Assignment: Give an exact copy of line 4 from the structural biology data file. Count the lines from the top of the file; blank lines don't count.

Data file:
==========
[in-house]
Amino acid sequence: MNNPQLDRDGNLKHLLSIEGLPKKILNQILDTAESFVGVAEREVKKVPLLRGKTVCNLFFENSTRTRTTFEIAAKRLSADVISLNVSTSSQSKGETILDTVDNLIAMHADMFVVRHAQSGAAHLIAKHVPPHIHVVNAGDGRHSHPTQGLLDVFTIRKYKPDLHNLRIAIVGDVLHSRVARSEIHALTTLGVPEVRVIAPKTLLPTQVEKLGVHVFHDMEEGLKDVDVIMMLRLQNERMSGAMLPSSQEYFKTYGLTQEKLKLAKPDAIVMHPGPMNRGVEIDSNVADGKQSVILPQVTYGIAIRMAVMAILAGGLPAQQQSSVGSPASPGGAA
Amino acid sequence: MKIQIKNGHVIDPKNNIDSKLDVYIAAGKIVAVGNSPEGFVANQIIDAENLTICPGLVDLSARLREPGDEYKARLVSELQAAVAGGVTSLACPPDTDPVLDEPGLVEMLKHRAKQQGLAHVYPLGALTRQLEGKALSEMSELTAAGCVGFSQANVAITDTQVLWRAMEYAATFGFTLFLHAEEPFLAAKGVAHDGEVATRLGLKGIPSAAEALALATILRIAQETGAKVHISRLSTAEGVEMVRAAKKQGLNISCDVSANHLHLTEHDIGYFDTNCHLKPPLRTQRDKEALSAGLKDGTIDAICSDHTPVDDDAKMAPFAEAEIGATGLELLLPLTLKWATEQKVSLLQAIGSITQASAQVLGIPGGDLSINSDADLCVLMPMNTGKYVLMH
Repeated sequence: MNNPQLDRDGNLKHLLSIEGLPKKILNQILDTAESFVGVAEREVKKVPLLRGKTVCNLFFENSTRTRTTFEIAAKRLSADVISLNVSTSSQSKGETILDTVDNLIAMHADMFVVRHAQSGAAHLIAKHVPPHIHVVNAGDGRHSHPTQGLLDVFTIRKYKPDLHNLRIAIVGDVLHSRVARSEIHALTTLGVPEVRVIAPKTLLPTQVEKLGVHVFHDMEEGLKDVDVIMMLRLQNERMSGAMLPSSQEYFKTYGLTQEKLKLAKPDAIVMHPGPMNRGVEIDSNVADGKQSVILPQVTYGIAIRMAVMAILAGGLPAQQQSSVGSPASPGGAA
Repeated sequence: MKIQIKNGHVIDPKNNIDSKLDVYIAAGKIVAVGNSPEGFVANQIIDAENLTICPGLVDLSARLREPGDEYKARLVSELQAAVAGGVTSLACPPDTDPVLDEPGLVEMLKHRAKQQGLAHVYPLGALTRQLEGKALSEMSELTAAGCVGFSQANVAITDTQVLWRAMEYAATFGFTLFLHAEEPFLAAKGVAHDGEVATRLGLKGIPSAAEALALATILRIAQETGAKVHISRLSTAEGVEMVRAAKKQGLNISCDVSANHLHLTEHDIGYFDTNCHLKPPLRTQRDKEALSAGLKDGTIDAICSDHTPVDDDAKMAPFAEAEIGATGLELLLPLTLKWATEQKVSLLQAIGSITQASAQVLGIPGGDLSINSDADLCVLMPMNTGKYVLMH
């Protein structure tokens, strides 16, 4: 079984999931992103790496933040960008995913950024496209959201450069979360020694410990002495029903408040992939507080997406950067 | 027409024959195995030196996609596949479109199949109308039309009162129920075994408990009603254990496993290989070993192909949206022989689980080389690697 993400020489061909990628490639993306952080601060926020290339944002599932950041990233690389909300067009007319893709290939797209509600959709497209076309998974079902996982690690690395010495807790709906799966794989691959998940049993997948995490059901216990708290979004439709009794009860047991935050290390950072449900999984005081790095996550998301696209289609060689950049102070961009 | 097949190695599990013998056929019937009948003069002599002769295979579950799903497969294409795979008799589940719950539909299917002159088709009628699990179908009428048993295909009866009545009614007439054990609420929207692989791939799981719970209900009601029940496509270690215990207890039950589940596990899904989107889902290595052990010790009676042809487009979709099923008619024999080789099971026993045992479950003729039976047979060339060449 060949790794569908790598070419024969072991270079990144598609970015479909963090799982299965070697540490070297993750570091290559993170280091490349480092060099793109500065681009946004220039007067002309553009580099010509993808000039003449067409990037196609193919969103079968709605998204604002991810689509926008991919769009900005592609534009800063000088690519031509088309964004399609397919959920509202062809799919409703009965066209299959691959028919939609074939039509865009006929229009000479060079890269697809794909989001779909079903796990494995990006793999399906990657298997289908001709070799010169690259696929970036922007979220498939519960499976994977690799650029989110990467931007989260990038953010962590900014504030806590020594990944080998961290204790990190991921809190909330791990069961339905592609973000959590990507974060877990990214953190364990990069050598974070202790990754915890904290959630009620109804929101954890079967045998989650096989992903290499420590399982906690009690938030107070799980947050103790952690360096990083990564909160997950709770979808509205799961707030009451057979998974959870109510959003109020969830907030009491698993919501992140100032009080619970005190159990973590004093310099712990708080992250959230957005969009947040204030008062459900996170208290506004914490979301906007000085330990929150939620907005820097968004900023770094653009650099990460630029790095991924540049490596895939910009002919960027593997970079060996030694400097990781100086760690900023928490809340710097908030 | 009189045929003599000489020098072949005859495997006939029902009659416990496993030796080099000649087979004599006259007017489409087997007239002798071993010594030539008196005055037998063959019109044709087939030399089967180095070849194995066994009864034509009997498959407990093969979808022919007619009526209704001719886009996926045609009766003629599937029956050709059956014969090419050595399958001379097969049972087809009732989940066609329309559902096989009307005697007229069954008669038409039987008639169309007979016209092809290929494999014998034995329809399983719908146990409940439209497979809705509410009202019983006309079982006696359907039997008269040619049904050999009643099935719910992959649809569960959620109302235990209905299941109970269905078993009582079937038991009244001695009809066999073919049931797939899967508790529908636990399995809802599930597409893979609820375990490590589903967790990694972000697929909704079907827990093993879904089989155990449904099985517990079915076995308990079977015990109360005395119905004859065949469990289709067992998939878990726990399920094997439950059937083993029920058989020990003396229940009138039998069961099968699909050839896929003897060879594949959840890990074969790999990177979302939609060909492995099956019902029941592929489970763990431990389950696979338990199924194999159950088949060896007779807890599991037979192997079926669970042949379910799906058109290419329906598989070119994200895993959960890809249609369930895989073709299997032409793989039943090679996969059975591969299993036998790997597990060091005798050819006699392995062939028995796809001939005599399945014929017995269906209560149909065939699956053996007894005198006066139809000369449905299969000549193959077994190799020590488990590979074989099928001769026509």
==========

Repeated sequence: MNNPQLDRDGNLKHLLSIEGLPKKILNQILDTAESFVGVAEREVKKVPLLRGKTVCNLFFENSTRTRTTFEIAAKRLSADVISLNVSTSSQSKGETILDTVDNLIAMHADMFVVRHAQSGAAHLIAKHVPPHIHVVNAGDGRHSHPTQGLLDVFTIRKYKPDLHNLRIAIVGDVLHSRVARSEIHALTTLGVPEVRVIAPKTLLPTQVEKLGVHVFHDMEEGLKDVDVIMMLRLQNERMSGAMLPSSQEYFKTYGLTQEKLKLAKPDAIVMHPGPMNRGVEIDSNVADGKQSVILPQVTYGIAIRMAVMAILAGGLPAQQQSSVGSPASPGGAA